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Discussion Starter · #1 ·
Was traveling without reading material last week. Bad move. In desperation, after making three passes in an airport shop, I picked up a copy of the Bourne Identity. I was pleased to find it readable and substantively different from the movie (which must have annoyed thousands of Ludlum fans when the first movie came out). I was tickled to read this passage:

The message was clear, this was Marseilles. And a half hour later the gold Girard Perregaux was no longer on his wrist, having been replaced by a Seiko chronograph and eight hundred francs. Everything had a value in relation to its practicality; the chronograph was shockproof.

Given the original publication date of 1975 what do we think? 6139 or 6138? Of course later on in the book he refers to a sweeping second hand which annoys the informed reader. Almost as much as several references to a revolver with a silencer. Yeesh. I think in the end Ludlum is a bit of a hack. Readable but a hack. If you want a top notch and uniquely written spy thriller try Eric Ambler.
 

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I share your pain! Having to choose a novel from an airport bookstore can be an awful experience. Although I suspect that Ludlum must be better than any recent Tom Clancy. Or any Cussler ever (I doubt I could ever wear a Doxa...)
 

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If you ever want a top writer then go for Wilbur Smith, no Seiko's or other watches mentioned as a rule but top books ;)
 

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Strange coincidence! Some years ago I read the same book, and since I have a Girard-Perregaux and several Seiko 6138 chronos from the same era, I started to write a comparison review. One day I'll definitely get around to finishing it.........

Unlike you however, I found the movie infinitely better than the book. What's the old showbiz phrase? You can't please all the people all the time........ ::)
 

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sjbrook said:
Was traveling without reading material last week. Bad move. In desperation, after making three passes in an airport shop, I picked up a copy of the Bourne Identity. I was pleased to find it readable and substantively different from the movie (which must have annoyed thousands of Ludlum fans when the first movie came out). I was tickled to read this passage:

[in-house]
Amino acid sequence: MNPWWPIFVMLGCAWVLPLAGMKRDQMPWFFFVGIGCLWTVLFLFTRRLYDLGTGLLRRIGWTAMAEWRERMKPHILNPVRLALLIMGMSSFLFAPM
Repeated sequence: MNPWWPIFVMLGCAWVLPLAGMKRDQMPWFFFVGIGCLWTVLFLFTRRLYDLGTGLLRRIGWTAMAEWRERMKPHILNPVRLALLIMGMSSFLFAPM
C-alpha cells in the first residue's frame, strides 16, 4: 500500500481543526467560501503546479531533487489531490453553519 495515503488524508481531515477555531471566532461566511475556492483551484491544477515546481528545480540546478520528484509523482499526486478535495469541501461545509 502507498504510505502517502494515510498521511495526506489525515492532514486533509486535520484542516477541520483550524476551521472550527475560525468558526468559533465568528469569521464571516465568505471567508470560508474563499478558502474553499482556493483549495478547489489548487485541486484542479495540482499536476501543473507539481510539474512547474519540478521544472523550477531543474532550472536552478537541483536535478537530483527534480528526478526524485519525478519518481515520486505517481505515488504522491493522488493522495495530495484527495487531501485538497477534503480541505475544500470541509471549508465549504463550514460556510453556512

The message was clear, this was Marseilles. And a half hour later the gold Girard Perregaux was no longer on his wrist, having been replaced by a Seiko chronograph and eight hundred francs. Everything had a value in relation to its practicality; the chronograph was shockproof.

Given the original publication date of 1975 what do we think? 6139 or 6138? Of course later on in the book he refers to a sweeping second hand which annoys the informed reader. Almost as much as several references to a revolver with a silencer. Yeesh. I think in the end Ludlum is a bit of a hack. Readable but a hack. If you want a top notch and uniquely written spy thriller try Eric Ambler.


I wonder if he means shockproof literally as in the watchmaker's use of it or in a more figurative sense. Based on your comment about a silencer, I would suspect the latter.
 

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Discussion Starter · #7 ·
Sir said:
Strange coincidence! Some years ago I read the same book, and since I have a Girard-Perregaux and several Seiko 6138 chronos from the same era, I started to write a comparison review. One day I'll definitely get around to finishing it.........

Unlike you however, I found the movie infinitely better than the book. What's the old showbiz phrase? You can't please all the people all the time........ ::)
Never said I didn't like the movie(s), just tickled to see how much license was taken with the source material and was quietly amused at the number of hard core Ludlum readers who probably were ticked off. I was happy it was different so that I wasn't reading a verbal storyboard of a movie I'd seen several times.
 

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LUW said:
I bet Doxa lost customers because of Cussler.
Actually the other way around. Doxa was a dead brand and it was revived in good part because of the interest generated by Doxa's books.
 

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i am hoping that it was a 6139 pogue he traded for. only because i have one :)

also, when i think about it. i only started reading cussler's books after looking at the doxa watches.
strangly enough i read him for the first time after picking up one of his books at schiphol airport.
 

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TheTigerUK said:
If you ever want a top writer then go for Wilbur Smith, no Seiko's or other watches mentioned as a rule but top books ;)
Actually Wilbur Smith mentions watches quite a lot in his novels. Omega, Rolex, Cartier and Patek Phillipe are all worn by his characters and mentioned in his novels. In one of his novels the main character loses his Omega and replaces it with a "cheap" Japanese divers watch. He seems a little influenced by Ian Fleming as they both refer to japanese watches as "cheap". Smith references several characters in different novels as wearing gold Rolex's. I agree that he's a great read. ;)

Cheers

Peter
 
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